I'll give two examples as to what I mean. The film opens with a massacre carried out by Angel Sanchez (Simon Andreu) and his men. Sanchez is clearly a nasty piece of work and is played strictly straight in this regard. But Sanchez is not the big boss. He works for General Lopez and it is this ultimate leader who Stephen Boyd has been sent to tackle. Yet when we meet the Generalisimo he turns out to be a strutting buffoon of a man who is neither menacing nor in any way believable as a genuine threat to anyone. The scenes which include him are cringe worthy and undermine everything the narrative is built around. Not only that but despite their obvious intention they are just not funny either. Why they included him at all is beyond my comprehension. Sanchez would have sufficed perfectly well as the prime villain and, indeed, by the film's climax it is he who becomes the main antagonist to Boyd whereas Lopez is killed off almost in passing and without any real focus. Secondly, despite the nonsense surrounding Lopez and the Trinityesque fist fights we are brought to an abrupt about face in a scene where a woman is interrogated by Boyd to find out the whereabouts of the bandit gang. In a film which has become increasingly parodic in style seeing this woman's dress front violently ripped open by the supposed hero is genuinely alarming and in complete contrast to the pervading atmosphere to this point. Boyd then goes on to threaten the bare breasted woman with a blade, promising torture if she doesn't offer up the information he wants. Where in heck did this come from? It's almost like a scene from a different film. Moreover, it is quickly followed by the woman throwing herself at her attacker, offering herself willingly, whereby Boyd becomes the embarrassed and overcome victim who we are expected to laugh at. It's like the whole film is exhibiting more mood swings than a pre menstrual bipolar teenager. This particular scene is also just plain ill judged. Without it I could probably have watched it with my kids and the silliness would have been absorbed a little easier. With it and family viewing is out of the question. Moreover, it undermines the character of the main protagonists and left me feeling confused and just a little bit dirty. In fact the scene is so badly devised and poorly executed that it sticks out in the mind throughout the rest of the movie; casting a shadow that obscures, for me, what merits the film genuinely has.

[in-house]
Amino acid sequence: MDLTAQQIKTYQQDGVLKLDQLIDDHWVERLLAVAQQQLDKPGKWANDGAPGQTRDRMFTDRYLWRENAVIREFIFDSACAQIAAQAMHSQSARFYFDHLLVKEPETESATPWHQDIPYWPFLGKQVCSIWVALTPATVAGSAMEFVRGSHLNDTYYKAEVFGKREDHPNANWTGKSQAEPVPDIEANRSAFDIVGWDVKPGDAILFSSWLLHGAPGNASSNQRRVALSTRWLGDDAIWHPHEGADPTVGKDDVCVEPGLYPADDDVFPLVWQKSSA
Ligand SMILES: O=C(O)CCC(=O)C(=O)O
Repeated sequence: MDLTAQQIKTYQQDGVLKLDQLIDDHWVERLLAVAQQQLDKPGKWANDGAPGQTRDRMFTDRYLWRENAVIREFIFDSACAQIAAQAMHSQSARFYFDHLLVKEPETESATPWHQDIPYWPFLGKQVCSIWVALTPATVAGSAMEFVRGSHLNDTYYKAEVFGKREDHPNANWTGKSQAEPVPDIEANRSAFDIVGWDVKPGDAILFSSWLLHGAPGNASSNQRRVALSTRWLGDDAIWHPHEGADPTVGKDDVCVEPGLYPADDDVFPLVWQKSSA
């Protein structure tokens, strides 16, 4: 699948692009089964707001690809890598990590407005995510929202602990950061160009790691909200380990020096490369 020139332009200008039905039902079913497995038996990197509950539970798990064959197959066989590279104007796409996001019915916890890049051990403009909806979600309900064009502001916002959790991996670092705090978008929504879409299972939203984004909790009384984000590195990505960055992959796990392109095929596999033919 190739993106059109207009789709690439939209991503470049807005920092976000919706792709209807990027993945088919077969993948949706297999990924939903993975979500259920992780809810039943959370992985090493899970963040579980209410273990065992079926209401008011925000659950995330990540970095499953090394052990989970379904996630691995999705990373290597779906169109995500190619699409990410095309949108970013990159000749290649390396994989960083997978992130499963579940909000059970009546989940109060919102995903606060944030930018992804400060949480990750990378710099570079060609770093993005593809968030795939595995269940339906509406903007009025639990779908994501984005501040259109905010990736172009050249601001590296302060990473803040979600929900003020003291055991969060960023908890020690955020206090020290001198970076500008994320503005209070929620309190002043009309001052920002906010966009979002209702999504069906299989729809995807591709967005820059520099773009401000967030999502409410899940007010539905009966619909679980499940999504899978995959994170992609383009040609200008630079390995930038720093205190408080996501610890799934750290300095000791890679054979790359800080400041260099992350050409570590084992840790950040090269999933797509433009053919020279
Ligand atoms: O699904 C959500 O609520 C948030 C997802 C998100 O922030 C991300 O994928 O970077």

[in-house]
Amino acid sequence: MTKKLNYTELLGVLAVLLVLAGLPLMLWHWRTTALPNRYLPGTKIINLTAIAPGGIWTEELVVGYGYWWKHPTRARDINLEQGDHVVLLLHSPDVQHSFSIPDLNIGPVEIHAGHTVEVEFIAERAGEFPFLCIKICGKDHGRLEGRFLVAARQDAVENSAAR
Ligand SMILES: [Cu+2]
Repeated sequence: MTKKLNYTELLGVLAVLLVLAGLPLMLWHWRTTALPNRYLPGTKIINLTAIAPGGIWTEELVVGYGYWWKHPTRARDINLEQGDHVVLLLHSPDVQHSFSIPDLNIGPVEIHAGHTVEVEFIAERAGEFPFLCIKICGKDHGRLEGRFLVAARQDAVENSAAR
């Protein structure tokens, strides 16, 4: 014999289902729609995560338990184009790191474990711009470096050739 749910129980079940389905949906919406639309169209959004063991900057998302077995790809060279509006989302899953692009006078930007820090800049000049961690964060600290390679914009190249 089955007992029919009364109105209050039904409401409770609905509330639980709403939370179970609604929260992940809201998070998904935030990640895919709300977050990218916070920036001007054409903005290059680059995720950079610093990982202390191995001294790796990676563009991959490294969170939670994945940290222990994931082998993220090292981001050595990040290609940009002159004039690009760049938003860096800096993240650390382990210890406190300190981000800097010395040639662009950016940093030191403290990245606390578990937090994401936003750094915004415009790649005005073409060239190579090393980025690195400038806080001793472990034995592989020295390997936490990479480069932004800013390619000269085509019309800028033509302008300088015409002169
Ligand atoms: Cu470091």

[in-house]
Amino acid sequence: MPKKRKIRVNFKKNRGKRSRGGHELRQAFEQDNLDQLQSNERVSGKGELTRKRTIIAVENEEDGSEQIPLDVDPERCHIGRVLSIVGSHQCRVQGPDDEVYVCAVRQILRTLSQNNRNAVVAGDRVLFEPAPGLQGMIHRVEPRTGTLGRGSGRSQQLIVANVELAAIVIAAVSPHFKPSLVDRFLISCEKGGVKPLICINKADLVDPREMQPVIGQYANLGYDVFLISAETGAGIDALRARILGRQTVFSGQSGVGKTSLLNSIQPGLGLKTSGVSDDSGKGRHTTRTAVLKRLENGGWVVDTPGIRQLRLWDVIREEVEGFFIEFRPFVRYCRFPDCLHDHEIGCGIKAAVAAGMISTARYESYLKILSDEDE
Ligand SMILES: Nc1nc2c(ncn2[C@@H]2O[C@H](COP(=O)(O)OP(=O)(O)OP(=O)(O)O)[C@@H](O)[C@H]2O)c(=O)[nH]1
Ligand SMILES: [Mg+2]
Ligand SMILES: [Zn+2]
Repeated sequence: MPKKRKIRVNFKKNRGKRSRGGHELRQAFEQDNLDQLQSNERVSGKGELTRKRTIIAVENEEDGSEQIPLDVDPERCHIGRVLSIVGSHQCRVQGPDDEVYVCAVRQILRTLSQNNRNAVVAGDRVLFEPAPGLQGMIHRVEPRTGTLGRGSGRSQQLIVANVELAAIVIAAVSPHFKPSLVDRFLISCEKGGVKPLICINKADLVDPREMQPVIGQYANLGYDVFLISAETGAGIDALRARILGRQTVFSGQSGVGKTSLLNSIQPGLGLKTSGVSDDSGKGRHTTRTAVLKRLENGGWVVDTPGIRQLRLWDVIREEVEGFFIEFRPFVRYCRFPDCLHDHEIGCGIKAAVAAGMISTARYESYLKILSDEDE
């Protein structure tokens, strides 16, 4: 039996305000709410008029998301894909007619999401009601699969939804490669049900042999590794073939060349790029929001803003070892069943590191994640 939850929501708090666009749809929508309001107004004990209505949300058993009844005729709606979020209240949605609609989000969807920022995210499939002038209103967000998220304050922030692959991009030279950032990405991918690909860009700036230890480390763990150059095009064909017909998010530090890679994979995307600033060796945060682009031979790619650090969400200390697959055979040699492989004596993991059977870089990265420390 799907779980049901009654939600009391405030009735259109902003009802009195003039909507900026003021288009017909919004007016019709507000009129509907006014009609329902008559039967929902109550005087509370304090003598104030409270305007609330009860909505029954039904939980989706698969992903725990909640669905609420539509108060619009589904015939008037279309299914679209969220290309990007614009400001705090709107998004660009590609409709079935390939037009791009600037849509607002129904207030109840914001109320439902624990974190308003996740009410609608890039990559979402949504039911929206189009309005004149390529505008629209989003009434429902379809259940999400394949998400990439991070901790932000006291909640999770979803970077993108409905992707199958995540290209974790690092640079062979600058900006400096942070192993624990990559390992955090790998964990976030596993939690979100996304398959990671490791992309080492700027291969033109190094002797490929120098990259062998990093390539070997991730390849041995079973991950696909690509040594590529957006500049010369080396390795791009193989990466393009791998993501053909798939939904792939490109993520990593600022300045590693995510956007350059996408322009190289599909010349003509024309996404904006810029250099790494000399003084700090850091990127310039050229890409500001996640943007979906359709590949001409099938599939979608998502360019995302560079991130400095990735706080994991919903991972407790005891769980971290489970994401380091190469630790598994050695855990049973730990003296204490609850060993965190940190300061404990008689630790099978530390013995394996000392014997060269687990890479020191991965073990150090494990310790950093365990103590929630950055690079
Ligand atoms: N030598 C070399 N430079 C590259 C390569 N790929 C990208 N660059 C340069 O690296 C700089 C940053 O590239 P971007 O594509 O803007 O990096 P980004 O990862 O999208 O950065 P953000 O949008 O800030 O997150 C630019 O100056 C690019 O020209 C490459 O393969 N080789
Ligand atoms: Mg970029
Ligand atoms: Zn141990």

And, despite all my complaints, the film does have some merits. Garko is always likable and his character of Korano, if somewhat underdeveloped, is entertaining and has some real potential to be exploited further. To be honest I find it hard not to enjoy anything that Garko appears in to some degree and it has to be said that he carries off his part faultlessly. Fans of the Sartana franchise will also probably enjoy his unconventional use of the umbrella; using it as a hidden gun to mow down his adversaries with bondlike precision. Simon Andreu is fine as the mexican bandit and although Harry Baird doesn't bring much to the table he does what is required of him well enough. Stephen Boyd is also good value for the most part and although this is not his best performance by a long chalk his very presence is a bonus. He even sings and co writes the theme song; a ditty that will stay with you for days afterwards. I still can't get it out of my head no matter how hard I try. In fact the music in general is probably one of the films undeniable strengths. Nico Fidenco delivers an excellent score which really deserves to hang on to a better all round film.
In many ways it is probably the film's strengths and potentials that throw its weaknesses and failings into a greater spotlight for me. This shouldn't be such a poor and disappointing movie. It has a number of good ingredients and, in parts, works well enough to suggest it could have been a pretty decent film. But its ill judged character and plot decisions and, above all, its inconsistancy and inability to decide what kind of film it wants to be leaves me feeling short changed. A pity as I wanted to like this film much more but, in the end, I just couldn't. --Phil H 10:12, 18 June 2009 (UTC)